Gudo Toshoku had a student who gave up his studies to become an inn keeper far from Gudo’s temple. An occasion arose when Gudo was in the region of the inn, and he stopped by to see how his former student was doing. He was greeted by the inn-keeper’s wife who told the Zen master that her husband was out. She invited him to come in to wait for him, and, as the two sat together, they fell into easy conversation during the course of which the wife confided that her husband had taken to drinking in recent years.
“When he drinks,” she said, “he can become abusive. He also gambles when he has too much to drink, and he always looses. Really, there are times when I think I and my children would be better off without him. But he’s my husband—what can I do?”
“Let me see what I can do,” Gudo suggested. “It’s late. You retire, and I’ll wait for your husband. But before you leave, would you please bring me a bottle of your best sake and two cups.”
The woman did as Gudo asked. Then she gathered her children together, and they retired to the sleeping quarters. Gudo remained in the main room of the inn, seated in meditation. Around midnight, the inn-keeper returned home in a drunken-state and was embarrassed to find his teacher there. Gudo did not reprimand him for his behaviour and, in fact, indicated the bottle of sake set out on a table. Gudo invited the inn-keeper to share a cup with him, to which the man readily agreed. The two had several cups of wine, chatting idly, and eventually the inn-keeper fell asleep on the floor.
When he woke the next morning, he found Gudo still seated in meditation before the family shrine.
“You are awake,” Gudo noted. “And it is time for me to return to the capital.”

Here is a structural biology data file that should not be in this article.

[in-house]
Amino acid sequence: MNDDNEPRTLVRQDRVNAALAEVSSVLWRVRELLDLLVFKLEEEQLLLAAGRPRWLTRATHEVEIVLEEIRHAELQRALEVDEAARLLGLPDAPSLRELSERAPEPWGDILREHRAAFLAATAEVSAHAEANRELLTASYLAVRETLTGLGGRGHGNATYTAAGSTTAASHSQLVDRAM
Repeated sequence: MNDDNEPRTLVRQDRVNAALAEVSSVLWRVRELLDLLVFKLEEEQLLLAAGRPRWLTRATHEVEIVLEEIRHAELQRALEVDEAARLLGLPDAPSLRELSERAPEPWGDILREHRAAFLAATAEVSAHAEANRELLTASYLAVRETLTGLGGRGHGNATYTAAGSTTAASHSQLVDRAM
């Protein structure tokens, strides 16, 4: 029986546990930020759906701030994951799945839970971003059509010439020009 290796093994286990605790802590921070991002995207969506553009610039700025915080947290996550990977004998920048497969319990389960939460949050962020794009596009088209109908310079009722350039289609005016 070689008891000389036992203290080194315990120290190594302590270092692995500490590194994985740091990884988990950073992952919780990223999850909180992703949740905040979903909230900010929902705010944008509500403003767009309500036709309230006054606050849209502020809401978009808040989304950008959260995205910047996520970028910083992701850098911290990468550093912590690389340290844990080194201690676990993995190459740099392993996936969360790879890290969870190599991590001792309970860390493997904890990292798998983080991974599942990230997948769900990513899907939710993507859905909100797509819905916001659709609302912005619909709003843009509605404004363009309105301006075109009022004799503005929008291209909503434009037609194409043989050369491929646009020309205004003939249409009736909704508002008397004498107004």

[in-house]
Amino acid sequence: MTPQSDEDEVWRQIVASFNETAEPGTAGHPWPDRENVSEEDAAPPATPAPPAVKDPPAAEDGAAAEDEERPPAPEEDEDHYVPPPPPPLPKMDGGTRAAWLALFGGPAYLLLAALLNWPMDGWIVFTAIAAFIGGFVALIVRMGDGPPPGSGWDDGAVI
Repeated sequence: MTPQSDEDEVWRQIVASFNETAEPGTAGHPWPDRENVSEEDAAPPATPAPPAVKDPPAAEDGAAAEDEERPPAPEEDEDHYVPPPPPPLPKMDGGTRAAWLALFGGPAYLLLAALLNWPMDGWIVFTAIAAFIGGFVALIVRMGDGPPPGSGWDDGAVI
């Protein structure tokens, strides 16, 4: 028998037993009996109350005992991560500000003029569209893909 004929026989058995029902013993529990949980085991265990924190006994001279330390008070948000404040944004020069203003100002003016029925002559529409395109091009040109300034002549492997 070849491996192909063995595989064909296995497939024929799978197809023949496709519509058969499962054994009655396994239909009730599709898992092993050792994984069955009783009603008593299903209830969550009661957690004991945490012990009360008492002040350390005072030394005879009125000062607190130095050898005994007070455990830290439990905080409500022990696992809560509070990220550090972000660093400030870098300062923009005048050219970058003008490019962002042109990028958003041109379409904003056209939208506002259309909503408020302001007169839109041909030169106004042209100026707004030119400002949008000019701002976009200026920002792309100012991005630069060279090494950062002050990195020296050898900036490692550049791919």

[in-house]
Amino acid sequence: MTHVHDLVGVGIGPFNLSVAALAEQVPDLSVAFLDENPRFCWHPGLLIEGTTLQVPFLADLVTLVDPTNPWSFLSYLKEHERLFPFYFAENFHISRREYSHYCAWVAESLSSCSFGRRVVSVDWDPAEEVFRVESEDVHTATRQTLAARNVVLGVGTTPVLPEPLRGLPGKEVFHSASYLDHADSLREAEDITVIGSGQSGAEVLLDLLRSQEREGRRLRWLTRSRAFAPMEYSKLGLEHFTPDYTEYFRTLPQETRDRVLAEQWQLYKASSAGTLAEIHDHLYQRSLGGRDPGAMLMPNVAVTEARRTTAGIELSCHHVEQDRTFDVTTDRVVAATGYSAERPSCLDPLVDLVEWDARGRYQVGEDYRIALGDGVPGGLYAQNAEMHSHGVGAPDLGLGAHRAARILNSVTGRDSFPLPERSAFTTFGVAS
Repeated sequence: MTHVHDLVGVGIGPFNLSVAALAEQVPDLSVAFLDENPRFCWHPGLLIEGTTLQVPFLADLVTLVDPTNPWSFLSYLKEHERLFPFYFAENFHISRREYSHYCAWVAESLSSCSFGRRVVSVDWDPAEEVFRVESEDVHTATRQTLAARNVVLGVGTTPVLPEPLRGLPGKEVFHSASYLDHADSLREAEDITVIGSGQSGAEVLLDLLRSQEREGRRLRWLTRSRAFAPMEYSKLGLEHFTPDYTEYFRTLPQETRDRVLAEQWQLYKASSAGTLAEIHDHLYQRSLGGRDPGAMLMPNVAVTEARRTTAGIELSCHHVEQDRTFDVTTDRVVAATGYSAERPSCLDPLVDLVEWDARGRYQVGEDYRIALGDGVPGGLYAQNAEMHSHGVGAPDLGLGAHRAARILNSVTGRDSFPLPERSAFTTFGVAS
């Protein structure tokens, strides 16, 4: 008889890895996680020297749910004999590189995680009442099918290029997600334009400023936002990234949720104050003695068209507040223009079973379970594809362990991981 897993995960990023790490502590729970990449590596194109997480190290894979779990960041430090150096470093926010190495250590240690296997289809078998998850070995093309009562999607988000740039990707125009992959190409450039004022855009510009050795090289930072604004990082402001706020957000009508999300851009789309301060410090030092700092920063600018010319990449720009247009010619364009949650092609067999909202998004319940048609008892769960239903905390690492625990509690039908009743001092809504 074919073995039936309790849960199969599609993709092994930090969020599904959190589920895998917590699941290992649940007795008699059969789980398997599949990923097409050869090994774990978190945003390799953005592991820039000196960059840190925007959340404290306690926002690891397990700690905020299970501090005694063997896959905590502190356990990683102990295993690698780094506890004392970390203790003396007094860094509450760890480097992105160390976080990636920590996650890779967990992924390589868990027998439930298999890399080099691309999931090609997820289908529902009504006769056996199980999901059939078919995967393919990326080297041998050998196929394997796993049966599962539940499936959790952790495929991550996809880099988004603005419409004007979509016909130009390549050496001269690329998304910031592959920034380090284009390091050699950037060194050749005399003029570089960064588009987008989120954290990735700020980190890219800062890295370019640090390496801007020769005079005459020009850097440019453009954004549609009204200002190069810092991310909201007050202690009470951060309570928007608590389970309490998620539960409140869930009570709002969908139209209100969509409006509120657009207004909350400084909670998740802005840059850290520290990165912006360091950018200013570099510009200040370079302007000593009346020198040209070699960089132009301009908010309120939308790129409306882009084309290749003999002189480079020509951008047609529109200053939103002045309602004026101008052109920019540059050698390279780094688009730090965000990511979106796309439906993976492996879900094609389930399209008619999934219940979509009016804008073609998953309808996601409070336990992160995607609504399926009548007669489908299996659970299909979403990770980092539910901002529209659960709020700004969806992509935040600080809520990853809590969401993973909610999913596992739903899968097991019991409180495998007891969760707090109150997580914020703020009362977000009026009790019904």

The man, a little hung-over and humiliated that his teacher had seen him in such a disreputable condition, mumbled a reply.
As Gudo tied his sandals, he remarked, “You know, human life is brief and all things pass away. When you spend your time drinking and gambling, you have no time for other things that may be much more important. Besides which, you bring sorrow to your family and those who depend upon you.”
The inn-keeper broke into tears and admitted that he had known for some time he needed to change his behaviour. He swore an oath to do so starting that very day, and, as a sign of gratitude, he asked Gudo to allow him to carry his bags on the first stage of his journey. Gudo agreed and the two set off. When they had gone a fair distance, Gudo told the man he should return home. But the man asked to be allowed to accompany the Zen master a little further. Eventually they arrived at the next village, and, once again Gudo offered to take up his own bags. The man said he was willing to accompany Gudo a bit further.
The next time Gudo offered to take up his bags, the man shook his head, “I’ll go with you all the way to Edo.”
Once they came to the city, the man had his head shaved and entered monastic life at the age of 52. Gudo gave him the name Shido Munan, a phrase found in the Xinxin Ming of the third Chinese Patriarch, Jianzhi Sengcan, the first line of which reads “The Perfect Way (shido) has no difficulties (munan).”
[Shido Munan – Zen Masters of Japan: 186-89]